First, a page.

I have been writing these blogs for what seems like a very long time now, and each one starts with a quotation, which often has nothing to do with what I’ve chosen to write about in the blog. It’s usually something from a book I’ve been reading, something I’ve heard on a podcast that week, something from a meme shared on the socials. Nevertheless it still resonated, somewhere, and the right quotation always makes itself known.
I’ve become conscious of letting things unfold as they should both this and last month, not just rushing to fill the gaps, and many unexpected gifts have presented themselves. A year after the world ground to a halt, I finally learned how to slow down a bit.
Last month I travelled to Leeds to work with a good friend, and we made a film of ‘Frontal Lobotomy.’ He is a terrific artist, and a Wonderful Cynical Northerner, and something he said has stuck with me: ‘I’m open to all kinds of theatre, as long as its short and competent.’ I made a kind of process film of us making the film by sticking my ipad on record in the corner, and watching that back was quite an eye-opener – I am very hard on myself when I get things wrong. But my show is short, I am competent, the process was joyful, and I have every faith the result will be beautiful.
I took part in an insightful online workshop this month in autobiographical storytelling, led by Jonathan Young, who was one of my teachers at LISPA. It allowed me to properly consider for the first time where ‘Jeu Jeu la Foille’s Testy Manifesto’ is set, the timescale unfolds over, and why I’m even telling this story in the first place. I went back and re-read a chapter from ‘Flaneuse’ by Lauren Elkin, which inspired the French-speaking character from the show, and I pulled out these lines from her chapter on Paris, where she describes how when walking the streets, she feels drawn to seeing the paving stones being dug up, and thinks of all the bloody revolutions that have taken place there…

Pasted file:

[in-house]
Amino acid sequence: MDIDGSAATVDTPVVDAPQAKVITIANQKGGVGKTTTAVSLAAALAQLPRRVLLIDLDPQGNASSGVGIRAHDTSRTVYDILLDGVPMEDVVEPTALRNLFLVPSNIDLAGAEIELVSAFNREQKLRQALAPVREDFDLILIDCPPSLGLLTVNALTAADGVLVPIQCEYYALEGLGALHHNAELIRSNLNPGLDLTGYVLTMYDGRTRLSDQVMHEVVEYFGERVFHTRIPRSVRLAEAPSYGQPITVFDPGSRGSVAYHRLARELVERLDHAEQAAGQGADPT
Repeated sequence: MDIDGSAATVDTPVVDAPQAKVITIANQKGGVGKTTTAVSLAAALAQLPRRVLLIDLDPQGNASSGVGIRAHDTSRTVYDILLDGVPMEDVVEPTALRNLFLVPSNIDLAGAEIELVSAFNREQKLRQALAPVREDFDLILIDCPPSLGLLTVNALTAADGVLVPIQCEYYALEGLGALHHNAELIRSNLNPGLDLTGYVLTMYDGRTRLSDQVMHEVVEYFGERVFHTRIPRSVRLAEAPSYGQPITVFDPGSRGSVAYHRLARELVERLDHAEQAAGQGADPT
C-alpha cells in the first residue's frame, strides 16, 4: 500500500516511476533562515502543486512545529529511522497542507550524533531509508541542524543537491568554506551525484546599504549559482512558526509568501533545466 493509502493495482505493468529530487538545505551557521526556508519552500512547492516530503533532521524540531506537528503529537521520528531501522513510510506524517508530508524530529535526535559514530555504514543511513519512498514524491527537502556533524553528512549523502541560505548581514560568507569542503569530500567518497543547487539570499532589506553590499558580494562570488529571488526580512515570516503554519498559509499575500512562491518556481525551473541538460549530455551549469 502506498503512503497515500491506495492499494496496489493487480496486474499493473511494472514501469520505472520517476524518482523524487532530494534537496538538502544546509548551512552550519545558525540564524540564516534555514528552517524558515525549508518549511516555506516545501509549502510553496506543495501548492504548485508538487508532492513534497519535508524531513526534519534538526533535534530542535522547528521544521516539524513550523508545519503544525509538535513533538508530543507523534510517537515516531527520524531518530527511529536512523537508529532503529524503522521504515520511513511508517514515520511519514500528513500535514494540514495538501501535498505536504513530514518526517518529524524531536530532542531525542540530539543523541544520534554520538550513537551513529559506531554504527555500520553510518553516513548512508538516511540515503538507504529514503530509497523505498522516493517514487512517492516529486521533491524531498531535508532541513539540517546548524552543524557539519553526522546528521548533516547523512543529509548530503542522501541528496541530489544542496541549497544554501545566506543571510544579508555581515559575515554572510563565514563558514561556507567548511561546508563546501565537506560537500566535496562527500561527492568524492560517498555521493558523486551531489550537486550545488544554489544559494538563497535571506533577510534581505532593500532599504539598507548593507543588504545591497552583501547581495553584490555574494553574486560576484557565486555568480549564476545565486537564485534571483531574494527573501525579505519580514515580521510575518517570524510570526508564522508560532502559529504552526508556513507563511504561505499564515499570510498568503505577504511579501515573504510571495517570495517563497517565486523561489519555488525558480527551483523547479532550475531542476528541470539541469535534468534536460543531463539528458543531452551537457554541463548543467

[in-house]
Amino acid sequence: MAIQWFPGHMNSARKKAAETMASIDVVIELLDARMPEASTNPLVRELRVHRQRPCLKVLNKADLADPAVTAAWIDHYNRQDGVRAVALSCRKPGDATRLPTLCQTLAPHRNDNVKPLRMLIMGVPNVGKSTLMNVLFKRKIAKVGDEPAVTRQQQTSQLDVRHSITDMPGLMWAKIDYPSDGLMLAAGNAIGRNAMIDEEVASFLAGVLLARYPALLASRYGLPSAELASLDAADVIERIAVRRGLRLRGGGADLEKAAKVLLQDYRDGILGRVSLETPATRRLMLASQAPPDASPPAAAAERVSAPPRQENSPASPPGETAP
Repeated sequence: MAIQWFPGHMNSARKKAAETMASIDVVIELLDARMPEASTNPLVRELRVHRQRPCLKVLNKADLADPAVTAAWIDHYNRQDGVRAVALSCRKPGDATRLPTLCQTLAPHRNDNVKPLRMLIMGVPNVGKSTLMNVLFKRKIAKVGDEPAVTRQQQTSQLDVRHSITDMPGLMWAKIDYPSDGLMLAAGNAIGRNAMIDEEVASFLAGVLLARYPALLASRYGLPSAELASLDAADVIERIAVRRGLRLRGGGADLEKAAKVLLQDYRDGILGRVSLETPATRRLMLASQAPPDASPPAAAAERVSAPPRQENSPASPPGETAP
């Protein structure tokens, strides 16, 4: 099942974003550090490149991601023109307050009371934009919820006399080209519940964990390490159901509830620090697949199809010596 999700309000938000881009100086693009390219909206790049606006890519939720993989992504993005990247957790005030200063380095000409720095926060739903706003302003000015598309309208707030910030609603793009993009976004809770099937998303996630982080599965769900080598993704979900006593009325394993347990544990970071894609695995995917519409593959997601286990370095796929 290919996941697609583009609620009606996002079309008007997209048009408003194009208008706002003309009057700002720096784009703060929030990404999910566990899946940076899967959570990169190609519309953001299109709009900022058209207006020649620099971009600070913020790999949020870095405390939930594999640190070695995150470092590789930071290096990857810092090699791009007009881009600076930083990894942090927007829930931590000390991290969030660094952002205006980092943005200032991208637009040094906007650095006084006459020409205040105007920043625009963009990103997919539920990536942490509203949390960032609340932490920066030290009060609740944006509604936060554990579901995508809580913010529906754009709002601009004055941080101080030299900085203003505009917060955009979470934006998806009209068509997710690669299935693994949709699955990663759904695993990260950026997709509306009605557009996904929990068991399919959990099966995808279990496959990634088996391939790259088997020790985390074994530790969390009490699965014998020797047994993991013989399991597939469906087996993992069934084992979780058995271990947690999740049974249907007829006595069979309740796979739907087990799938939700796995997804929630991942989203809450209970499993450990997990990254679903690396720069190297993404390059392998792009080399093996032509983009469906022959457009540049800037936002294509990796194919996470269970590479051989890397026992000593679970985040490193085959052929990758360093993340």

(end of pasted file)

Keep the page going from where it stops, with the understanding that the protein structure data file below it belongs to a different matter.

‘I get a thrill from seeing them again…What drives a person to dig their fingers into the crust of Paris…Parisians tend to write more about what’s disappeared than what’s still visible…Traces of the past city are, somehow, traces of the selves we might once have been…I am always looking for ghosts on the boulevards…Most of the meaningful moments of my life have taken place here…Places remember events…Presenting a serene face to the world, in spite of all this revolting and murdering…Discord simmering…Façadisme…A doorway to nowhere…No one guessed at my disguise…A culture struggling to redefine itself against the blood-soaked Place de la Revolution…Fixated on the female body as a tool for instilling certain values in the heart of the New Republic…It is the condition of the historian to be constantly picturing the past, thrilled and obsessed by it, without for one moment wanting to be part of it…As difficult as it is to conceive of events happening on the other side of the world, it is just as hard to comprehend what is happening in your backyard, or even in front of your own eyes.’
Paris has become the setting for ‘Testy Manifesto.’ In the 1800’s there was an uprising every 20 years or so, where the streets literally ran with blood and the bodies were piled high. Nothing really changed in terms of structure and systems, but voice was given to the grievances, and the revolutionary spirit remains, etched forever in the paving stones.
I will not SOLVE domestic abuse with this show, I won’t put an end to extreme misogyny, but I will give voice to something that happened to me, and that has changed me forever.
‘…the greatest and most important problems of life are all in a certain sense insoluble…They can never be solved, but only outgrown.’ Carl Jung
All is not lost. The domestic abuse bill has finally gone through. Boris Johnson acknowledged on national television that domestic abuse was a reason to break lockdown restrictions. The Sarah Everard tragedy has prompted conversations and practical solutions on women’s safety. And I will continue to kick and scream, and no I will not shut up. Deal with it.
A colleague called my work ACTIVISM. Nah, it’s just poems and puppets. Tom Waits said ‘I like beautiful melodies telling me terrible things.’ And I’ve been thinking more and more that maybe that is my core value as an artist…TERRIBLE THINGS…but presented with charm, smut, irony, idiocy, and competency. And under an hour.
See for yourself…I’m presenting the fullest version I can muster of ‘Jeu Jeu la Foille’s Testy Manifesto’ at The Back Room of The Star Inn in Guildford on Saturday 24th July at 3pm. As ever, I’m holding the thrill and the dread of this in equal importance.
Your loving idiot,
Jeu Jeu la Foille xx